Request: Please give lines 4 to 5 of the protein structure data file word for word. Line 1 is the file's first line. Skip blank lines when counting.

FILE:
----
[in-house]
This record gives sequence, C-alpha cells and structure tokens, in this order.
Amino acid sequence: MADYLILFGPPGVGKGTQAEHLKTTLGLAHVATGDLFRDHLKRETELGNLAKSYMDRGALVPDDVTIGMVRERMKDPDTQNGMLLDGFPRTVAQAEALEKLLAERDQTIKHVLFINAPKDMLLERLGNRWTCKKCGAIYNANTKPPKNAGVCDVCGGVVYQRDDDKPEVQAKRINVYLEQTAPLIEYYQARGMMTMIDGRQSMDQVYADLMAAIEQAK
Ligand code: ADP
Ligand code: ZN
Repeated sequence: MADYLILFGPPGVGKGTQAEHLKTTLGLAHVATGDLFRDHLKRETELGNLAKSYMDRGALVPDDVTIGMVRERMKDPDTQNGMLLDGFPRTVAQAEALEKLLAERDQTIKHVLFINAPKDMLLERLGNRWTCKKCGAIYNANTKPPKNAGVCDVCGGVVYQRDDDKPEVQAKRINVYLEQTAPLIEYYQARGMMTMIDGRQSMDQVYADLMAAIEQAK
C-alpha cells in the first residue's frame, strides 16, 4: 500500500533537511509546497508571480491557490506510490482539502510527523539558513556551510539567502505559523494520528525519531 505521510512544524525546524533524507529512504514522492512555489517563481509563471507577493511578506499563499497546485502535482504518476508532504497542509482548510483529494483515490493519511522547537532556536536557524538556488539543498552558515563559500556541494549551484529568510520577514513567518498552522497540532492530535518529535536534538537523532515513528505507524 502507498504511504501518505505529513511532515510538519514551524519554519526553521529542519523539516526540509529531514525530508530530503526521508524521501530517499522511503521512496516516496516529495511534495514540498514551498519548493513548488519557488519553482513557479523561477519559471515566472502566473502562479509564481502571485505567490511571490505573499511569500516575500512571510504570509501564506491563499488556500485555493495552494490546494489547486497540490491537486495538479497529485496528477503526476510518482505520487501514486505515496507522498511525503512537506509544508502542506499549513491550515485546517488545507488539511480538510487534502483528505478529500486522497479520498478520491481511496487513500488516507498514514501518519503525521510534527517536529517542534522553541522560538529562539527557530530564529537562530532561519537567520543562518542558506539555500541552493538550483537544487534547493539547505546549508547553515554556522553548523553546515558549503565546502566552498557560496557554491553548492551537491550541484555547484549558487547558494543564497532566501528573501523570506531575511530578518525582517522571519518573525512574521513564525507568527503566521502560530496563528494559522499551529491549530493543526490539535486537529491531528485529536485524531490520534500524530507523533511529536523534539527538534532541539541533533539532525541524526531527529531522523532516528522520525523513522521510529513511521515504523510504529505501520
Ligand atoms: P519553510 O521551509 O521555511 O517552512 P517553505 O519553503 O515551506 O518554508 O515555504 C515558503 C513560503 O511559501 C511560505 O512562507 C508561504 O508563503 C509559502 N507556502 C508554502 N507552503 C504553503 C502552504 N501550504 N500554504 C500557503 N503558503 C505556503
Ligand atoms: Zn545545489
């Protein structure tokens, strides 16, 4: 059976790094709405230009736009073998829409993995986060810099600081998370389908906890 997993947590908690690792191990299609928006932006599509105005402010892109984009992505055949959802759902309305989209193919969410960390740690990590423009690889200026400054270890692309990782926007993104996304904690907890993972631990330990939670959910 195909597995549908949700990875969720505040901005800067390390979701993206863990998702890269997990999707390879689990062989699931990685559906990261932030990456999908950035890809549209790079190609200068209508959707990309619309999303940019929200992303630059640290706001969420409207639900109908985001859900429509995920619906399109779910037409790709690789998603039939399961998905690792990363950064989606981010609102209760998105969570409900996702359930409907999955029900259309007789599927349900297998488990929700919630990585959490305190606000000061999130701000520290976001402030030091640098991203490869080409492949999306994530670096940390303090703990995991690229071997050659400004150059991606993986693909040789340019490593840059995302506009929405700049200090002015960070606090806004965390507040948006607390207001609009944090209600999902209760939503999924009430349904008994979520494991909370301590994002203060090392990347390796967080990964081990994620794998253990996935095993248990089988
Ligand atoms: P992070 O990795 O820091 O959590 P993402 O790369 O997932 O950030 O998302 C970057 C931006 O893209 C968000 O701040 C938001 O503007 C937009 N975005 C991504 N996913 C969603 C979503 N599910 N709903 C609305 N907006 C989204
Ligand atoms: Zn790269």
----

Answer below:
Ligand code: ADP
Ligand code: ZN